The concern over the lack of access to source code is increasingly also being addressed by commercial software vendors who make available such access to source code for specific purposes. For instance, a number of Asian Governments and security agencies have had access to the source code of commercial software products, and have undertaken security review of such products. This access provides the Government with the opportunity to rigorously review the source code of the product, as they would also do so with the source code of an open source solution. With time, there are also increasing instances of the source code of other commercial software products being released publicly. The availability of source code for the purposes of undertaking a security review is hence no longer a compelling basis to prejudge commercial software and open source solutions.
Another argument in this area of security focuses on the assertion that there have been many more reported cases of security flaws in commercial software solutions compared to open source solutions. Here, it should be borne in mind that the problems may be more prevalent and widespread as a result of the popularity of a platform or software, and not due to its design or the method of software development. The platform that is more commonly in use will be the platform that security attacks are more likely to be launched, as hackers arguably have a greater incentive to hit a larger target than a smaller one.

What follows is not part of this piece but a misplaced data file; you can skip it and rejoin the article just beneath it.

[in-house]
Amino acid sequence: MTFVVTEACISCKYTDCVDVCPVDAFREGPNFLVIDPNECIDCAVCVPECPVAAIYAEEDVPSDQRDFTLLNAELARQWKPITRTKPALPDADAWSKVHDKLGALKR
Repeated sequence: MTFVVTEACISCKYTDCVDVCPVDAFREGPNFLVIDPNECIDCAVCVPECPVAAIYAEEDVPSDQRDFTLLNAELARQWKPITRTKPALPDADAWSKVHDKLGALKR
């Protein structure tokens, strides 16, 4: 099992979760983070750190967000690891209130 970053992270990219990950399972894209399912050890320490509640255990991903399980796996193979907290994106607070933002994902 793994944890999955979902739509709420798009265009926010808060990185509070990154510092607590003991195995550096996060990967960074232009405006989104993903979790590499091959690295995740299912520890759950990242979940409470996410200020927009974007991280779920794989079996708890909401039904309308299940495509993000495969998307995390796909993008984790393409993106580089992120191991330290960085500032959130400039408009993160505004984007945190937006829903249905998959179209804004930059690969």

Security flaws are a result of a combination of factors, including the software design and implementation as well as user behavior and usage, coupled with the skill and expertise of the user in installing, deploying and maintaining the software. Anecdotal experiences relating to the number of attacks borne by commercial platforms are not necessarily testimonies to the notion that open source solutions are less vulnerable or that commercial software solutions are more vulnerable.
Taken in totality, it is not at all clear that one can draw any reliable conclusions about whether a product is more or less secure on the basis of the software development model on which the product is built or its licensing model. The security of any software product and implementation is not pre-determined by the method of development or distribution, but by the proper design of security features, and more importantly by the correct deployment, configuration and maintenance of the software by the customer.
Bottomline? Each product and implementation should be assessed on its own merits and strengths.
The argument that open source solutions are more flexible for customers compared to commercial software stems from the ability of a customer to examine the source code and make the necessary alterations to the code to effect changes in the behavior of the system desired by the customer. This also allows the technically-savvy customer to potentially identify any problems in the system and to make his own changes or fixes to the software to rectify the problem.